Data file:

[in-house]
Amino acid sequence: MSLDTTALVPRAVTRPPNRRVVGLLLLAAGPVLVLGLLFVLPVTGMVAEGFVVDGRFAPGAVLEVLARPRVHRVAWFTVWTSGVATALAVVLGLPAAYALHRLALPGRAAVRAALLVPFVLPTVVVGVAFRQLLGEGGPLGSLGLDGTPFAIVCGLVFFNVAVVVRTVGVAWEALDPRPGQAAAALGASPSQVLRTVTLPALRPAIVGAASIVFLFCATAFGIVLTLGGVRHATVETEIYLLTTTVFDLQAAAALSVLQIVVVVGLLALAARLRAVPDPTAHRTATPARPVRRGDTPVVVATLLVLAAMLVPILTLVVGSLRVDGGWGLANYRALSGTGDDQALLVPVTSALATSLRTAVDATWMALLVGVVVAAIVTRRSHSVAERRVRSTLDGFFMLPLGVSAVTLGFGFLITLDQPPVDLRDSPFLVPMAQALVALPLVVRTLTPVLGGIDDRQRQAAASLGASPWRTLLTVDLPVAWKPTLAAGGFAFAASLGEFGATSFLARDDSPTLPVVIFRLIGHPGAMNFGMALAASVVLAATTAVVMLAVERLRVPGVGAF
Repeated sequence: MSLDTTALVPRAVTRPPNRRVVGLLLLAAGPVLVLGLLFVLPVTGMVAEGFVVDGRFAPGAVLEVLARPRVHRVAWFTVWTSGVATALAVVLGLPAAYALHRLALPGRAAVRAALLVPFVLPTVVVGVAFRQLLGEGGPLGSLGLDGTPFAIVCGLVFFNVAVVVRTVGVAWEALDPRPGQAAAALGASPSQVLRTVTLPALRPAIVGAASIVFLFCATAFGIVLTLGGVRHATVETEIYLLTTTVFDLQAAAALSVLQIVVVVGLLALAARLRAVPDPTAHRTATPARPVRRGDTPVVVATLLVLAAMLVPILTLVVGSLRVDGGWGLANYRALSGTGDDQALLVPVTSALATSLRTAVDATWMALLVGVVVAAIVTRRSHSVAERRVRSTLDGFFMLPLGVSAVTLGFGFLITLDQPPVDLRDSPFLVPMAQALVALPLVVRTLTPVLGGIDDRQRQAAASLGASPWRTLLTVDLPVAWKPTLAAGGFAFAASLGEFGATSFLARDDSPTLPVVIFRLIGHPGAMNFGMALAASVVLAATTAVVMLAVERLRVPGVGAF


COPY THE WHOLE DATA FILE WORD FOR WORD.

[in-house]
Amino acid sequence: MSLDTTALVPRAVTRPPNRRVVGLLLLAAGPVLVLGLLFVLPVTGMVAEGFVVDGRFAPGAVLEVLARPRVHRVAWFTVWTSGVATALAVVLGLPAAYALHRLALPGRAAVRAALLVPFVLPTVVVGVAFRQLLGEGGPLGSLGLDGTPFAIVCGLVFFNVAVVVRTVGVAWEALDPRPGQAAAALGASPSQVLRTVTLPALRPAIVGAASIVFLFCATAFGIVLTLGGVRHATVETEIYLLTTTVFDLQAAAALSVLQIVVVVGLLALAARLRAVPDPTAHRTATPARPVRRGDTPVVVATLLVLAAMLVPILTLVVGSLRVDGGWGLANYRALSGTGDDQALLVPVTSALATSLRTAVDATWMALLVGVVVAAIVTRRSHSVAERRVRSTLDGFFMLPLGVSAVTLGFGFLITLDQPPVDLRDSPFLVPMAQALVALPLVVRTLTPVLGGIDDRQRQAAASLGASPWRTLLTVDLPVAWKPTLAAGGFAFAASLGEFGATSFLARDDSPTLPVVIFRLIGHPGAMNFGMALAASVVLAATTAVVMLAVERLRVPGVGAF
Repeated sequence: MSLDTTALVPRAVTRPPNRRVVGLLLLAAGPVLVLGLLFVLPVTGMVAEGFVVDGRFAPGAVLEVLARPRVHRVAWFTVWTSGVATALAVVLGLPAAYALHRLALPGRAAVRAALLVPFVLPTVVVGVAFRQLLGEGGPLGSLGLDGTPFAIVCGLVFFNVAVVVRTVGVAWEALDPRPGQAAAALGASPSQVLRTVTLPALRPAIVGAASIVFLFCATAFGIVLTLGGVRHATVETEIYLLTTTVFDLQAAAALSVLQIVVVVGLLALAARLRAVPDPTAHRTATPARPVRRGDTPVVVATLLVLAAMLVPILTLVVGSLRVDGGWGLANYRALSGTGDDQALLVPVTSALATSLRTAVDATWMALLVGVVVAAIVTRRSHSVAERRVRSTLDGFFMLPLGVSAVTLGFGFLITLDQPPVDLRDSPFLVPMAQALVALPLVVRTLTPVLGGIDDRQRQAAASLGASPWRTLLTVDLPVAWKPTLAAGGFAFAASLGEFGATSFLARDDSPTLPVVIFRLIGHPGAMNFGMALAASVVLAATTAVVMLAVERLRVPGVGAF